“The fencing is necessary to designate the parking areas where the tenants, employees and customers of the retail portion may and may not park,” he wrote in an email to the Observer. “Although this is not ideal for the tenants and patrons of the shopping center, the current owners were aware of the parking limitations. ... Vision Ventures knew exactly what they were buying. They knew there were parking issues due to the fractured ownership.”

Two tenants told the Observer that the former owner had threatened to jackhammer the pavement in front of the parking lots to prevent anyone from using them. They pointed to orange spray paint lines on the asphalt, where they said Bruner had marked the ground in preparation.

They spoke on the condition of anonymity because they didn’t want to sour business relationships. One said he feared being sued by Bruner, who denied he intended to jackhammer anything.

“There is nothing to the jackhammer rumors,” he wrote.

Two tenants told the Observer that they had been told by Ballantyne Village’s new owners that they were trying to acquire or lease the parking deck and lots. But Bruner said “there is no dispute.”

“The owners of the retail property have indicated they are satisfied with the parking,” Bruner wrote.

“(Vision Ventures) had the opportunity to buy my property and put the pieces back together, but they have chosen not to,” he wrote.

Adam Bernstein, a spokesman for Vision Ventures, said he could not comment on the parking issue or Bruner’s statements.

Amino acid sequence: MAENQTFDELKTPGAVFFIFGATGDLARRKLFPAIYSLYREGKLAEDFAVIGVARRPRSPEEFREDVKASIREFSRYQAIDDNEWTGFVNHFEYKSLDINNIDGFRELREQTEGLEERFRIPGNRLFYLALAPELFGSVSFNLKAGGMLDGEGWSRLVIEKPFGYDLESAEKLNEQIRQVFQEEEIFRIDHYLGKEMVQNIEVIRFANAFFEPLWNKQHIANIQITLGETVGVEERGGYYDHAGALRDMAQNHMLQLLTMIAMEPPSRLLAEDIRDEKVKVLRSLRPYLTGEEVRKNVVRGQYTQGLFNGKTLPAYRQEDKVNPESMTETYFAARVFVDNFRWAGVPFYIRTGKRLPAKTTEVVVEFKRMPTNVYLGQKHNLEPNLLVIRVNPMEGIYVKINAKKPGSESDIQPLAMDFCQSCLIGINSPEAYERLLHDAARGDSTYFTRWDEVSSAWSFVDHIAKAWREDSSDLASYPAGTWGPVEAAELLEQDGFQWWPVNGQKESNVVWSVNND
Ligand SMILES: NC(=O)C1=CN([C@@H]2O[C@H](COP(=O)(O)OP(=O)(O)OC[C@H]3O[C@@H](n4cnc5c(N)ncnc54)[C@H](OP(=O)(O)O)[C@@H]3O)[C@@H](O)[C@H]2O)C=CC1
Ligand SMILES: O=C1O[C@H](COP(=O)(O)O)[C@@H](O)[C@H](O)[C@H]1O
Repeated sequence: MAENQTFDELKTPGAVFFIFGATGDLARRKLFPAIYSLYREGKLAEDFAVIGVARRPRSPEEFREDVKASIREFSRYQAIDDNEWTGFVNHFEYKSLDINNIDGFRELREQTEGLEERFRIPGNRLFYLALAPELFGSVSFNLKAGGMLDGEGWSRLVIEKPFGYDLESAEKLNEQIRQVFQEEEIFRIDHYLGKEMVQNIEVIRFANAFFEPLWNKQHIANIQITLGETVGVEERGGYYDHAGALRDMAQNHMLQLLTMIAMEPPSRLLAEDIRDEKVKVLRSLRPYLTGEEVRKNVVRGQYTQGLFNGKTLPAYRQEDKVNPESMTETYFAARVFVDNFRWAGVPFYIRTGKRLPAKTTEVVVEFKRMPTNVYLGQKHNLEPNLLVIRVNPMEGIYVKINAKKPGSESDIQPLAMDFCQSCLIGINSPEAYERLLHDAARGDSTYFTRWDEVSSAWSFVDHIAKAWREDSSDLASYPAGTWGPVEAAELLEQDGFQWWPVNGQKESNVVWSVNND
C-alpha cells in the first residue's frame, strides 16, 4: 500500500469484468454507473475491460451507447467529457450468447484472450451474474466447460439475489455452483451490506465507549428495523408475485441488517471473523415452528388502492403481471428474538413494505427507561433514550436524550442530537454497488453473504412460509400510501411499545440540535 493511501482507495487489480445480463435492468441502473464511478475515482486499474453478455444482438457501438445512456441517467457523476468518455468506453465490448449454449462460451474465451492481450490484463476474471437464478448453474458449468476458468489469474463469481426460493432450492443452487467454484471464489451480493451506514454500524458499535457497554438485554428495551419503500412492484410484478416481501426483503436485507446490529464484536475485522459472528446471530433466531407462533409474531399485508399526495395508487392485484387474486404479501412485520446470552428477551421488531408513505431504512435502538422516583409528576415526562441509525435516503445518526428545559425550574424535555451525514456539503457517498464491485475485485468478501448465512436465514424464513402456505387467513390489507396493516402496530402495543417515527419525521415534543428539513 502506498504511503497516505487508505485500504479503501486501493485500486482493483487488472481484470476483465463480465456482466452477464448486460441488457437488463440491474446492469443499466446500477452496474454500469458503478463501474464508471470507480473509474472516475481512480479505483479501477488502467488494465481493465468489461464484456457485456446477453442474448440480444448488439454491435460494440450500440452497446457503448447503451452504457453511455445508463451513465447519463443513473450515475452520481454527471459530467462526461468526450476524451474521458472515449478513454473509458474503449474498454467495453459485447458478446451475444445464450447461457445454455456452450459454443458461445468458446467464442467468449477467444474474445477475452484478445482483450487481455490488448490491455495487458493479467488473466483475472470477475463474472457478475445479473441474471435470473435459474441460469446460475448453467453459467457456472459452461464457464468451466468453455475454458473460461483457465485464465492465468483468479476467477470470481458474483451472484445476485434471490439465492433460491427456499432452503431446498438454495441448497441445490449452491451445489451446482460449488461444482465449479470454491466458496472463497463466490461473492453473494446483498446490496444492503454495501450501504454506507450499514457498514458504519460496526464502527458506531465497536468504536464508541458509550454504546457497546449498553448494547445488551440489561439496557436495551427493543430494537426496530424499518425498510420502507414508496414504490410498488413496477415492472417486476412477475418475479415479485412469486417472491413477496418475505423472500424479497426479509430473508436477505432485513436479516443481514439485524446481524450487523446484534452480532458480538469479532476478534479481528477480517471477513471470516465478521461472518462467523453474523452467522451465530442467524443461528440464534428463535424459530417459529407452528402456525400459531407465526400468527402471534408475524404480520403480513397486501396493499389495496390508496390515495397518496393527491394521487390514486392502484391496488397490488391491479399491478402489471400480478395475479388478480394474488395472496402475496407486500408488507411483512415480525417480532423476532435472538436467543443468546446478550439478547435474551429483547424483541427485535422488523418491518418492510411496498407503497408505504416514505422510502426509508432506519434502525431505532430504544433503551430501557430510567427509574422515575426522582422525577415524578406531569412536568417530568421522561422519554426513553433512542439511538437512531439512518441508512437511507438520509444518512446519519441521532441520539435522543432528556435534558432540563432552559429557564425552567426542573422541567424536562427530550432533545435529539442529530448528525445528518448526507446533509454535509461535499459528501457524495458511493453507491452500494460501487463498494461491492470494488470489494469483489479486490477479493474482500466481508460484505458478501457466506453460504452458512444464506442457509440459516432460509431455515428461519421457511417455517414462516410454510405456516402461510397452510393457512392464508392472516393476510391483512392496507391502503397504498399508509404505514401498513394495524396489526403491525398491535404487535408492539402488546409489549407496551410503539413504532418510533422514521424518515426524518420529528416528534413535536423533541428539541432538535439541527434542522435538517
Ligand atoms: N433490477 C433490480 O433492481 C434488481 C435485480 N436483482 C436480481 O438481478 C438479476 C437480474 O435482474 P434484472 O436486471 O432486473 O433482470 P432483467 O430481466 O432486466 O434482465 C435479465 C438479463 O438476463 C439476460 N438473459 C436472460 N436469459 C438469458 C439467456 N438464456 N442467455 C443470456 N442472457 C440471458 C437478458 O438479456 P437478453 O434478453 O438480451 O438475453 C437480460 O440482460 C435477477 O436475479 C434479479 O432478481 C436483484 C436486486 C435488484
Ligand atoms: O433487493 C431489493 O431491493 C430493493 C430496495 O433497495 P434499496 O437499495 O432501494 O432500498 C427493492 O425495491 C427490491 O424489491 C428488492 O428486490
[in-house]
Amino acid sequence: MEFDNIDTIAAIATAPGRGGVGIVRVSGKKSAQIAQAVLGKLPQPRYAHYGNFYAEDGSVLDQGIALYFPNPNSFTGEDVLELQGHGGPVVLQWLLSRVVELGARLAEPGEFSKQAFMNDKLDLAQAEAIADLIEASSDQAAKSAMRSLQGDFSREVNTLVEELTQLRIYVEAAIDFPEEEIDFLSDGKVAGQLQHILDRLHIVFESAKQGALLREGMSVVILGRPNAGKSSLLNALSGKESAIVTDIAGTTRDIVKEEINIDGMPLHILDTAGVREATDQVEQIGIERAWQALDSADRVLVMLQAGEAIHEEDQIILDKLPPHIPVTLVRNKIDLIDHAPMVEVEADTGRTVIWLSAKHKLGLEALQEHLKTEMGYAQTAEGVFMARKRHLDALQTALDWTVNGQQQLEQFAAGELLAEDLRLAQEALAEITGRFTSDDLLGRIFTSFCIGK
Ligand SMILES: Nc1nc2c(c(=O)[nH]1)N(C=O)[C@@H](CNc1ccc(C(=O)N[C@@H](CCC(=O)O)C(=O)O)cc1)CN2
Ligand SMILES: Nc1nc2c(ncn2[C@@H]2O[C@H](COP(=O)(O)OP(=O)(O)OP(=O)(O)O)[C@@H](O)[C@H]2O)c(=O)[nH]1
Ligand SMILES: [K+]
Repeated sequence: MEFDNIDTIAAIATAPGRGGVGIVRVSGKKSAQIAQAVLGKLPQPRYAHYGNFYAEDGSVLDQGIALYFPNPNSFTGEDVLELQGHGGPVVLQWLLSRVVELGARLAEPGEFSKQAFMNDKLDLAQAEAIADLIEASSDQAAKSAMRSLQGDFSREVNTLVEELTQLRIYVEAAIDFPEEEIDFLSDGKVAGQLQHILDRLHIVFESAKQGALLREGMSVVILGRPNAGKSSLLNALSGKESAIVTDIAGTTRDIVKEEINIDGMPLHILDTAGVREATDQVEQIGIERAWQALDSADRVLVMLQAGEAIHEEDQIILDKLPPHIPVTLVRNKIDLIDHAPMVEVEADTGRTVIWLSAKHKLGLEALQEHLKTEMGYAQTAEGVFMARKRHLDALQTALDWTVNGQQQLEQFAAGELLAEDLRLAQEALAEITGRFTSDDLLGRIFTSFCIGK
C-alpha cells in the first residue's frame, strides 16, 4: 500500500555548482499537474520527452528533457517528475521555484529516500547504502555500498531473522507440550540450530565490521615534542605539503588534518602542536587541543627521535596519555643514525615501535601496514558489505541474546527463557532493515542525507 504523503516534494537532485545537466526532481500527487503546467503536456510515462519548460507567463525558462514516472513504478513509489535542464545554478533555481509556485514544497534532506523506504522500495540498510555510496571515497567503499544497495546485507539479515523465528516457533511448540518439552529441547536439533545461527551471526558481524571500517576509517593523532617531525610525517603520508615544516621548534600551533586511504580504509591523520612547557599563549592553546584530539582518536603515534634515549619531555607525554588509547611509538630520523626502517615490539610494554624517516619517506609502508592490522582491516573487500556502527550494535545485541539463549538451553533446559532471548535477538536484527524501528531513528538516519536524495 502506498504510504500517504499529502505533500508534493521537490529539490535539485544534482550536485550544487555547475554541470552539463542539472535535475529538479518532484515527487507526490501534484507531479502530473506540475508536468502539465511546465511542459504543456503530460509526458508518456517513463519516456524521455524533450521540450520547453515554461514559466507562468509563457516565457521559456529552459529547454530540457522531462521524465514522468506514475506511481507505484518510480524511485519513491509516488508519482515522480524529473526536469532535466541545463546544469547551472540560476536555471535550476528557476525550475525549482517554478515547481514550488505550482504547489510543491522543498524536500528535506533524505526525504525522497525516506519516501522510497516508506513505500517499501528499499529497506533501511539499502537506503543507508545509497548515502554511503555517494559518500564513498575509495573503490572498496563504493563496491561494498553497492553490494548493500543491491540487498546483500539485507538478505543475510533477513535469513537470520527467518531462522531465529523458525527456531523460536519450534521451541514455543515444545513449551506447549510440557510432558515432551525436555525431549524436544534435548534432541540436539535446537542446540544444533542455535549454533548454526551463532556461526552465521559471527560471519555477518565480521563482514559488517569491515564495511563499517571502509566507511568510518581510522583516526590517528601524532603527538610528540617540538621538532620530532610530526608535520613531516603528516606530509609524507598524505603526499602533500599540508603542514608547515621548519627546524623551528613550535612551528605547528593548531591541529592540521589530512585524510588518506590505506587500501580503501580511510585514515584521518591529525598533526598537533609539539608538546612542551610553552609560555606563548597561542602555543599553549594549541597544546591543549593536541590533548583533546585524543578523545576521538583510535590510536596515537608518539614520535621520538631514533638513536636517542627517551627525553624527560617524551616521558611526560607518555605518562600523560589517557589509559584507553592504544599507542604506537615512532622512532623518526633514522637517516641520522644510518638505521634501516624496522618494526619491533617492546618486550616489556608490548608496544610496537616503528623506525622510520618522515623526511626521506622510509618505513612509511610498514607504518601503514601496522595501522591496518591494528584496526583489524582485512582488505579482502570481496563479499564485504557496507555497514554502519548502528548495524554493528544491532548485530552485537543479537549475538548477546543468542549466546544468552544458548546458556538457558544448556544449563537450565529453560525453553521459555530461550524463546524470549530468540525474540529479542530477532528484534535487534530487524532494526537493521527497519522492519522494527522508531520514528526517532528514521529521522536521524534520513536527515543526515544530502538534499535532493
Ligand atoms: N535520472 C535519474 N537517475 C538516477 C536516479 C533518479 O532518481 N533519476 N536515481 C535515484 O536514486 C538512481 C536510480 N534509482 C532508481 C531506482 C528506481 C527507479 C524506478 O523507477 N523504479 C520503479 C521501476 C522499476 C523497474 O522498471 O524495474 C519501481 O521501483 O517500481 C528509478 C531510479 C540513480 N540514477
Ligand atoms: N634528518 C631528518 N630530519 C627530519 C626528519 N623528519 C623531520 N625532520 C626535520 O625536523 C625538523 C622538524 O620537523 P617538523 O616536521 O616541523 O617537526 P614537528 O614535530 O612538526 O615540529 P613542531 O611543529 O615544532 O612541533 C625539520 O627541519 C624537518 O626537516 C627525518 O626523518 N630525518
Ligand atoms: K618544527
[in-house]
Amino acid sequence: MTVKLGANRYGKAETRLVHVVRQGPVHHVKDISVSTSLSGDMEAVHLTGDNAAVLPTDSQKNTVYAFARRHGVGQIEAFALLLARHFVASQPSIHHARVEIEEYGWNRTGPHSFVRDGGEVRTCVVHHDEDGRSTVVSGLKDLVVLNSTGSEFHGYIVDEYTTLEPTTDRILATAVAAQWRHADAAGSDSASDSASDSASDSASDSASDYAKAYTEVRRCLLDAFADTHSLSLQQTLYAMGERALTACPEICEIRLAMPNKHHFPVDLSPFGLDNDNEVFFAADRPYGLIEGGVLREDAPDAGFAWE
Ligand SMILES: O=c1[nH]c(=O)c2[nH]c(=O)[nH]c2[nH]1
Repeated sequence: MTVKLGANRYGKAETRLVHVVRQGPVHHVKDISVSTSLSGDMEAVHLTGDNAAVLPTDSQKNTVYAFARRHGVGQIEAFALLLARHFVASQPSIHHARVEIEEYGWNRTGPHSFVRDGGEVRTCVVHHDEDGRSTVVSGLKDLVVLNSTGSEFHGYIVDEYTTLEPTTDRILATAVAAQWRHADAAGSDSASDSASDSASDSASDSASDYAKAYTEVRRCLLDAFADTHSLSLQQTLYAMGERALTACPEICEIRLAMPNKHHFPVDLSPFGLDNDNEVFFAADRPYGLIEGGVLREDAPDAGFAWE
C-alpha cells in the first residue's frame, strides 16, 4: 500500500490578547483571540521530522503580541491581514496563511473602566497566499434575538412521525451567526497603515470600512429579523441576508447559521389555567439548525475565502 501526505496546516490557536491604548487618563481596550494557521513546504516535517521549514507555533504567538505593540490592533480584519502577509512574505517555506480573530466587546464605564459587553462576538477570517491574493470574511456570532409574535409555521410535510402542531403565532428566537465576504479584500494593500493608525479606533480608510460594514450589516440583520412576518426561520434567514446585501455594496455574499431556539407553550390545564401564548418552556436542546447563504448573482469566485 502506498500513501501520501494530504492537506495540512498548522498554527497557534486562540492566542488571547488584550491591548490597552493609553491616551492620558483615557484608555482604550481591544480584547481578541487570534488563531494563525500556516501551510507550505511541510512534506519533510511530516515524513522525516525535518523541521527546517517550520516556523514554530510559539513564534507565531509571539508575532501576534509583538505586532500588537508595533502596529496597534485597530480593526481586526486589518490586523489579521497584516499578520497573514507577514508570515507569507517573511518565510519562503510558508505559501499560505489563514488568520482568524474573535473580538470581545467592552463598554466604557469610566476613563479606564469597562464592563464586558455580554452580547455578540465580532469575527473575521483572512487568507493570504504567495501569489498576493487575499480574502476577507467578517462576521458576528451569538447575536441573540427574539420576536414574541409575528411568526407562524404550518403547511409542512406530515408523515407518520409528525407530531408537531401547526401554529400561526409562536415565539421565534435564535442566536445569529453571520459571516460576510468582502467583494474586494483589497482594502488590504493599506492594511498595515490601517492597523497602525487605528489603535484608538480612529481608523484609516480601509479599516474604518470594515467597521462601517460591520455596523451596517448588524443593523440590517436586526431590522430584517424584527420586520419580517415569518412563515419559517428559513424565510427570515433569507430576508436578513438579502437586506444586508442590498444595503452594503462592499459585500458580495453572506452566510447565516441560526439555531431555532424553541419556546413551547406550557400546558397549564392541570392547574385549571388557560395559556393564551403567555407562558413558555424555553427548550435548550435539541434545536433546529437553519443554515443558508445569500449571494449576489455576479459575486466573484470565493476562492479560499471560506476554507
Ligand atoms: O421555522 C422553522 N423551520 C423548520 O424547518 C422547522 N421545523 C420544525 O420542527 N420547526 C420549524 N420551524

“There are more than 600 spaces currently available at Ballantyne Village. That figure is in addition to the areas that the parking deck owner has cordoned off,” Bernstein said in a statement. “In short, there is ample parking for anyone planning to visit our property this weekend and after.”

One tenant said their lease entitled them to use the parking spaces. Bruner said his company, Ballantyne Village Parking LLC, has no leases with any of the tenants.

On Friday, two surface parking lots were closed with chain link fences. Other fences had been moved in the parking decks, opening the upper levels to customers. The fences were piled nearby on the pavement. A tenant told the Observer that Bruner comes back regularly to put up fences that have been moved aside by tenants or shoppers.

Ballantyne Village was completed in 2006 and appraised at $71 million. However, the recession upended the developer’s plans and Bank of America eventually foreclosed on the original $50 million loan.

Vision Ventures and Mount Vernon Asset Management purchased Ballantyne Village in October for $26.1 million. The groups specialize in buying and overhauling distressed properties.

The same investors also bought the EpiCentre complex uptown, which they recently put up for sale, and the troubled Rosewood Condominiums at Providence and Sharon Amity roads.

But the group’s purchase of Ballantyne Village included only the retail buildings, the movie theater and the adjoining surface parking spaces. The parking deck and Bruner’s other two lots have a total tax value of $2 million, property records show.

It’s not clear how the issue might be resolved. “As long as the ownership remains fractured their parking will be extremely limited,” Bruner wrote.